Britain has done it. So has Australia. Other countries are considering banning embedded sales commissions for financial and investing advisers, too.
It’s hardly surprising. There’s plenty to dislike about the much-maligned sales commission model, despite the fact that the majority of Canadian mutual fund brokers and dealers are paid that way.
To recap: Fund companies pay advisers trailing commissions for as long as advisers’ clients stay invested. This payment structure is unclear, confusing and can create a conflict of interest between adviser and client.
The inherent problem comes down to an inefficient and unfair system, says Noel D’Souza, a Toronto certified financial planner and money coach with Money Coaches Canada.
If a client throws $2,500 into an investment one year and the adviser earns 1 per cent, that’s only $25 out of pocket. No big deal. But, for the sake of simplicity, say the portfolio grows to $250,000 and pays out 1 per cent in trailing commissions each year – the cost is $2,500.
That’s the price of a long weekend winter vacation in Florida. “It’s not a sustainable, healthy model,” Mr. D’Souza says.
Maybe not, but in some situations, paying a commission, rather than going with an adviser who charges a flat fee or for assets under management, can make sense for the investor. Here are four of them.
It’s cheaper to pay the commission.
Just as the number crunching above demonstrates, newbie investors who are just starting to build a nest egg may be better served by an adviser who earns commission through a fund company. These investors will pay less than if they spring for fee-based advice. Advisers who charge a flat-rate fee usually cost $100 to $300 an hour.
For someone who has a $500,000 portfolio and wants targeted advice about specific stocks, that might be cost effective. But not for a beginner with a $5,500 tax-free savings account.
The same goes for advisers who use the assets-under-management model (the more of your money they manage, the bigger price break you get). John De Goey, a portfolio manager at Burgeonvest Bick Securities Ltd. of Toronto and author of The Professional Financial Advisor III, charges 1 per cent to manage a $750,000 portfolio, but more than 1 per cent for anything smaller.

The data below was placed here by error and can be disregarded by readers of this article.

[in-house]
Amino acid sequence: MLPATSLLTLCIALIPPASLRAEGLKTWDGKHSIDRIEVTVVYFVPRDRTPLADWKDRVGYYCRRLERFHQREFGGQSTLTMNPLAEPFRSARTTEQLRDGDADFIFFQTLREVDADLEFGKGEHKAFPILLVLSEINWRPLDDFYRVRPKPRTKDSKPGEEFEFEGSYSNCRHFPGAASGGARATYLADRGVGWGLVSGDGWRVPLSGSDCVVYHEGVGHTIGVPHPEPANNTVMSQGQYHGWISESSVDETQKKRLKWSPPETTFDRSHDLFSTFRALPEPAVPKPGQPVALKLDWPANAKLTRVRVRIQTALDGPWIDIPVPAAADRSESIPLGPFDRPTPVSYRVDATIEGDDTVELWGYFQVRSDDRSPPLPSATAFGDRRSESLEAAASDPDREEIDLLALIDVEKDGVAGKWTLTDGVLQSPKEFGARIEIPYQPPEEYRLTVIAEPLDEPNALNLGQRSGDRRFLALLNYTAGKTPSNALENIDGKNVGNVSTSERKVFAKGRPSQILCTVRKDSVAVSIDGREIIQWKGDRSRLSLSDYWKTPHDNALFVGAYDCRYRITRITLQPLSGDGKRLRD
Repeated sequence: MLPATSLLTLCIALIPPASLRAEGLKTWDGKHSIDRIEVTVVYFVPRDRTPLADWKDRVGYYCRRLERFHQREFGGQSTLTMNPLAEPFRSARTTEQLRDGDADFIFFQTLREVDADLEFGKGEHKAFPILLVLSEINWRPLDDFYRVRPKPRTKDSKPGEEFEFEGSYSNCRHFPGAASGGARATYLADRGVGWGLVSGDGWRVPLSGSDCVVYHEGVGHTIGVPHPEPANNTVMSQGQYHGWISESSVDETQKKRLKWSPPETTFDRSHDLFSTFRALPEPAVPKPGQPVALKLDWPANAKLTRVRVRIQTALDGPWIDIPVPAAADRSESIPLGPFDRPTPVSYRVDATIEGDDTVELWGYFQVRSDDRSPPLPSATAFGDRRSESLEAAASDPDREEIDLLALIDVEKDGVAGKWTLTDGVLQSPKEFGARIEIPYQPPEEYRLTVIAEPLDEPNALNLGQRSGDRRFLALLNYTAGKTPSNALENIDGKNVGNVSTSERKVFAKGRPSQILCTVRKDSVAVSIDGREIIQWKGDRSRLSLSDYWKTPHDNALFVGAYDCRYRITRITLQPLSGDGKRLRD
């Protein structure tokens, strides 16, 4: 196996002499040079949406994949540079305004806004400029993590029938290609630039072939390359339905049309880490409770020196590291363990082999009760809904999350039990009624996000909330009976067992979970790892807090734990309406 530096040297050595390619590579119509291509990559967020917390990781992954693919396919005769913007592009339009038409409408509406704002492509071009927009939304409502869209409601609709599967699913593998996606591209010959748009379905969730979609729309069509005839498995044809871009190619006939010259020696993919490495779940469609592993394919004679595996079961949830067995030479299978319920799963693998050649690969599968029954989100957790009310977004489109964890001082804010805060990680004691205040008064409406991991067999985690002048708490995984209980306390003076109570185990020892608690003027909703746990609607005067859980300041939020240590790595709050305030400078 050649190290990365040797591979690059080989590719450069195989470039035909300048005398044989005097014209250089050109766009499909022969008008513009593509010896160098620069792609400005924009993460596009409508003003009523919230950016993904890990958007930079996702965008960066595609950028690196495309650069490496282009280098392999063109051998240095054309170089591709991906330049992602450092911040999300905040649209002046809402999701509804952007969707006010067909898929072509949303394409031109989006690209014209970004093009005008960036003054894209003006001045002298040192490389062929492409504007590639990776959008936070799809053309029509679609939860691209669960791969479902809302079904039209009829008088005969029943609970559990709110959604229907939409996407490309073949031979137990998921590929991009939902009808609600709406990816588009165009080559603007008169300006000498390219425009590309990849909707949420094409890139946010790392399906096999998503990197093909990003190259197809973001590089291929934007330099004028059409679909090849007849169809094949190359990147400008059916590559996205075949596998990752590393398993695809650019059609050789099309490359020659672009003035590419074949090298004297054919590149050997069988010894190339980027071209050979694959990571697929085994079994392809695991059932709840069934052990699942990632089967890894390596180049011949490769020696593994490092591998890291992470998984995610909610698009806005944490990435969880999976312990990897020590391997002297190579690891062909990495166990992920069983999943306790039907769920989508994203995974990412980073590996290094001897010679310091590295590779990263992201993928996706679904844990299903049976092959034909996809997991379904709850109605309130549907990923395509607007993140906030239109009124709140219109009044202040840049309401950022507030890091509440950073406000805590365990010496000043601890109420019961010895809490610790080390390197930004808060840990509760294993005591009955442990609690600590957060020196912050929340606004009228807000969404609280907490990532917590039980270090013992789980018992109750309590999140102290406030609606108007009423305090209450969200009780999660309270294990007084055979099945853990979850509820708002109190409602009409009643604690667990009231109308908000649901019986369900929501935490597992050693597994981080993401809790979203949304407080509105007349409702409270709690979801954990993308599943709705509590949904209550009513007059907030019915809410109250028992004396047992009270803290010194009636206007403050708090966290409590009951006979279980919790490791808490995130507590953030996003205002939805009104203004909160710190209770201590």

Fee-for-service advisers can’t always give you what you want.
Even if you like the transparency of paying an hourly rate, not every adviser can handle every transaction.
Although they can walk you through planning, budgeting and paying off debt, and they can offer general investing advice, they may not be licensed to buy or sell financial products and can’t give specific advice about specific products. You will have to find a broker who can do that for you.
In the end, you pay broker’s commission plus the hundred-dollar adviser fees.
“I just don’t think you’re going to find your typical, average Canadian is going to pull out their credit card or chequebook and pay a separate fee to that financial adviser in that range,” says Greg Pollock, president and chief executive officer of Advocis, a financial adviser industry association in Toronto.
That’s one of the reasons Advocis is pushing against commission bans in Canada. Mr. Pollock warns that if commissions are taken off the table, many Canadians will have no choice but to pay more for advice – and that first invoice could scare them off entirely.
According to one 2013 industry study, half of Canadians using a financial adviser would jump ship if the same advice ended up costing more than they paid as an embedded fee.
No one else wants to talk to you.
Even if you’re bright, good looking and have a winning personality, if you don’t have a lot of cash to invest, many advisers won’t touch you, particularly those who charge a percentage of assets-under-management. There’s no incentive to.
But commissioned advisers and brokers will likely take you on. “If the choice is between commission and no advice, maybe you just have to hold your nose and get it,” Mr. De Goey says.
Luckily, there is a new choice for those with only $5,000 in their pocket: so-called robo-advisers. These online investment advice firms create personalized portfolios, typically made up of ETFs, using the same complicated computer algorithms that higher-end (and human) advisers use.
You don’t want to know what you’re paying.
As contrarian as it sounds, not knowing what you’re paying your adviser could actually be good for you. Ignorance is bliss, or at least it can lead to a willingness to talk at length with an adviser.
“If I’m on the clock as a client, I’m thinking, ‘Oh my gosh, this is costing me $200 for every hour I’m sitting here talking. I want to cut this conversation as short as I can,’” Mr. Pollock says.
But because many uninformed clients who are paying embedded fees think they’re receiving that advice for free, they’re more likely to invest and stick with their plans. In July of 2016, however, the curtain on commissions will be raised. That’s when new rules will require mutual-fund and investment dealers to report costs and portfolio performance each year in writing.
Having that information in black and white will only be a good thing for investors who may have outgrown their commissioned advisers, Mr. D’Souza says.
Right now, it’s easy to forget how much investors pay their longtime advisers – if they know that number at all. They stay because it’s simpler, even if they would save money by moving to a fee-for-service adviser.
“Inertia is a wonderful thing – or a terrible thing. Once you start something and are comfortable with it, chances are you’re not necessarily going to want to change,” he says.
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